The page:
Elsewhere online
July 17, 2014

Corporate Gifts to Restore Roman Monuments Draw Mixed Views

At the urging of Italy's government, big companies are making major gifts to finance restoration work on the country's most famous landmarks, but some historians and preservationists fear the largess will open the door to commercial exploitation of cultural treasures, writes The New York Times.

Luxury and fashion brands like Tod's, Fendi, and Bulgari have stumped up millions of dollars for works on the Colosseum, Trevi Fountain, and the Spanish Steps. As Italy continues to struggle with a stagnant economy and budget deficits, top officials are looking to private groups to help underwrite historic preservation and offering new tax breaks for such gifts.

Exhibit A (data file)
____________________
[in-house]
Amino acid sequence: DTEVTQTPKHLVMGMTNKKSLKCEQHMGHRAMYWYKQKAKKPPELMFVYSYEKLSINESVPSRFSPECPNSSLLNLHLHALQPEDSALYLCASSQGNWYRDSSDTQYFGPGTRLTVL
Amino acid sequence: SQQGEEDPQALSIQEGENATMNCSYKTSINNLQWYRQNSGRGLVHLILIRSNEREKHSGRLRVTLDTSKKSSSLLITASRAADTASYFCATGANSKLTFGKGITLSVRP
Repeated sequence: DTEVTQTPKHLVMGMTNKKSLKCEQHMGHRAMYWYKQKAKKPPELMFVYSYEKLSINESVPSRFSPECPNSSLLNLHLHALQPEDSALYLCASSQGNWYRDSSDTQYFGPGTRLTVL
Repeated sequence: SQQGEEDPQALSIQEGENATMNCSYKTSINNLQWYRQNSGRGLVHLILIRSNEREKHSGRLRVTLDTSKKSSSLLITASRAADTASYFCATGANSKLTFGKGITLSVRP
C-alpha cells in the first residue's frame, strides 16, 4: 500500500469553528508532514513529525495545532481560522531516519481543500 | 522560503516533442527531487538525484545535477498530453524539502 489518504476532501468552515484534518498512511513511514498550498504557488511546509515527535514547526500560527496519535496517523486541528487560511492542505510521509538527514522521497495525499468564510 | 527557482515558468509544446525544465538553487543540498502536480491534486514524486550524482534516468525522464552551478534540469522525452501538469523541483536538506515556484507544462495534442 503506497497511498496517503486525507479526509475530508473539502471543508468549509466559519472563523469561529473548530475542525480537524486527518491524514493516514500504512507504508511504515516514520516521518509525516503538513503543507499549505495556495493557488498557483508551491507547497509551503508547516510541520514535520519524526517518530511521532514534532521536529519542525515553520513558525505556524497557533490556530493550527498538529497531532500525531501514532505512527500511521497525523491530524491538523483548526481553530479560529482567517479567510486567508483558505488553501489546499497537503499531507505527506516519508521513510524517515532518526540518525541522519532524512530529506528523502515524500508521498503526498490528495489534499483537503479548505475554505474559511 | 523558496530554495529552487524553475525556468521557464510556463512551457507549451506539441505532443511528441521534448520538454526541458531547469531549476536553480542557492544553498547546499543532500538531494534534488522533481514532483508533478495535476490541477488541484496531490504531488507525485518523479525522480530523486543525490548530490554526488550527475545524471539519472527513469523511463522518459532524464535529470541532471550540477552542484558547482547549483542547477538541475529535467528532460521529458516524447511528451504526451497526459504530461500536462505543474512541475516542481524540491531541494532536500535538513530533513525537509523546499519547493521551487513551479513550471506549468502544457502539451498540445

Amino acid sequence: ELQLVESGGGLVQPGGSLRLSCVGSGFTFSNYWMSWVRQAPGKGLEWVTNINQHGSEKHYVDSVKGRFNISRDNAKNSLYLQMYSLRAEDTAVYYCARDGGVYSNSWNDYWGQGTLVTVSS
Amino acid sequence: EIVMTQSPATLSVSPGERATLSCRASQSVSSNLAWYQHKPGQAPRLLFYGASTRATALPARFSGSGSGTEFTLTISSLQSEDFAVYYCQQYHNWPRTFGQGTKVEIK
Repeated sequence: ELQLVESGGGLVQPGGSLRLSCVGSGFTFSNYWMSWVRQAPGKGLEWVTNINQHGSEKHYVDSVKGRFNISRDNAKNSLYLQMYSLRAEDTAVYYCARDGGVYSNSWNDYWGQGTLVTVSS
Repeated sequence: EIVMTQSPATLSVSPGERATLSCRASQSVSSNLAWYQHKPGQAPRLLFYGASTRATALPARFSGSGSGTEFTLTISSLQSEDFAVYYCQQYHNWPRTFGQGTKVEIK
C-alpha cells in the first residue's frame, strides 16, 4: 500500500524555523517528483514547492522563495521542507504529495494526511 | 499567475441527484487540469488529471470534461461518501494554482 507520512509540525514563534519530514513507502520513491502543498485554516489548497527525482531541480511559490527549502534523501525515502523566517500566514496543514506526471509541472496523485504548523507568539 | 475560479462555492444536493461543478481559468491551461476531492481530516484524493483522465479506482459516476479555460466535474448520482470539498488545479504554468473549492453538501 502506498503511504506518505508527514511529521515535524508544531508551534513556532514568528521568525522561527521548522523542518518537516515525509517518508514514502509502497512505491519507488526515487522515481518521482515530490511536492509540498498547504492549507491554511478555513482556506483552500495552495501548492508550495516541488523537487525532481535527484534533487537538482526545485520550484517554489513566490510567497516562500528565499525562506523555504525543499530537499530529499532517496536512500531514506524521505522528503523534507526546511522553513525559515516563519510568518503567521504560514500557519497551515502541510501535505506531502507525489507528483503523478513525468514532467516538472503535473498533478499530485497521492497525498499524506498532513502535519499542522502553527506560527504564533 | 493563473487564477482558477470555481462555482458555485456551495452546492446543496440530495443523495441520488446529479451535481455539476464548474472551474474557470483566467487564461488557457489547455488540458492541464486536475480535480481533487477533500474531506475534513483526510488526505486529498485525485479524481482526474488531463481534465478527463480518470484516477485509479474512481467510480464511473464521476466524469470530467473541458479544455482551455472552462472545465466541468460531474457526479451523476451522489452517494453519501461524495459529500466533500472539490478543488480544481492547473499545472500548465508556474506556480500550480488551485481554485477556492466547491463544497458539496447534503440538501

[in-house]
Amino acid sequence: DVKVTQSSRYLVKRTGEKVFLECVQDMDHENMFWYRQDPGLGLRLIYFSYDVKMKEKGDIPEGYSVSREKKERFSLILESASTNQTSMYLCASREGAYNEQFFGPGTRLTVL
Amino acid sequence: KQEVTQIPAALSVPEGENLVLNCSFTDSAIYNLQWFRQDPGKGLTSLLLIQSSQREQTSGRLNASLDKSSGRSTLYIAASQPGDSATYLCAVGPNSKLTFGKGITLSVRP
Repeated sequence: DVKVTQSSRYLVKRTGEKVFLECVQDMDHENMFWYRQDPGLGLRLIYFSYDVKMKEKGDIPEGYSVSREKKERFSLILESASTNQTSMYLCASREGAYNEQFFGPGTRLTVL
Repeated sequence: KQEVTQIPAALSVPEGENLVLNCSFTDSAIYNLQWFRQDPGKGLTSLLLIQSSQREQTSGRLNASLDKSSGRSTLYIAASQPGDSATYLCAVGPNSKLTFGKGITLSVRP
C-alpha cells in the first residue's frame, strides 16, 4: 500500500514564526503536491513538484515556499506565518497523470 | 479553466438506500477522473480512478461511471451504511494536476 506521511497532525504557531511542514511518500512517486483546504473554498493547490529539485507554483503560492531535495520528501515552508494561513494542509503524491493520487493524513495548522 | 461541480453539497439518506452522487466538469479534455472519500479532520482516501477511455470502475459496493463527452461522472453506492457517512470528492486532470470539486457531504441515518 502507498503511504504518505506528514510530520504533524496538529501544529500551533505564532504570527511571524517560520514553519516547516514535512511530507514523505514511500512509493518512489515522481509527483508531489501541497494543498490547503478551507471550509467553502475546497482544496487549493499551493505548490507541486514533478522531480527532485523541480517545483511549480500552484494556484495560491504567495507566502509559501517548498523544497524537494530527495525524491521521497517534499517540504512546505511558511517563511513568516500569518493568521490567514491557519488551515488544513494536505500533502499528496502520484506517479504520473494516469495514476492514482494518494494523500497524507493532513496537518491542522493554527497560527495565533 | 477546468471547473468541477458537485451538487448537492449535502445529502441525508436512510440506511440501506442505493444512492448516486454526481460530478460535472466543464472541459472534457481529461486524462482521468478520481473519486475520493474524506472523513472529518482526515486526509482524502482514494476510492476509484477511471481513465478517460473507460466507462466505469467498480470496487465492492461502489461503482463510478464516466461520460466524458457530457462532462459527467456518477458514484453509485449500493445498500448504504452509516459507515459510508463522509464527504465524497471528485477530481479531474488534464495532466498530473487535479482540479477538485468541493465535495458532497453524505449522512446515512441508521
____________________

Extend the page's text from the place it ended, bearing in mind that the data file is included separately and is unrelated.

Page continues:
The wave of giving has sparked worries that historic sites will be festooned with corporate logos or hired out to major donors. Officials in Florence drew fire for allowing Morgan Stanley to hold a dinner inside a 14th-century chapel, and preservationists were also dismayed when Rome's mayor rented Circus Maximus to the Rolling Stones for a concert last month.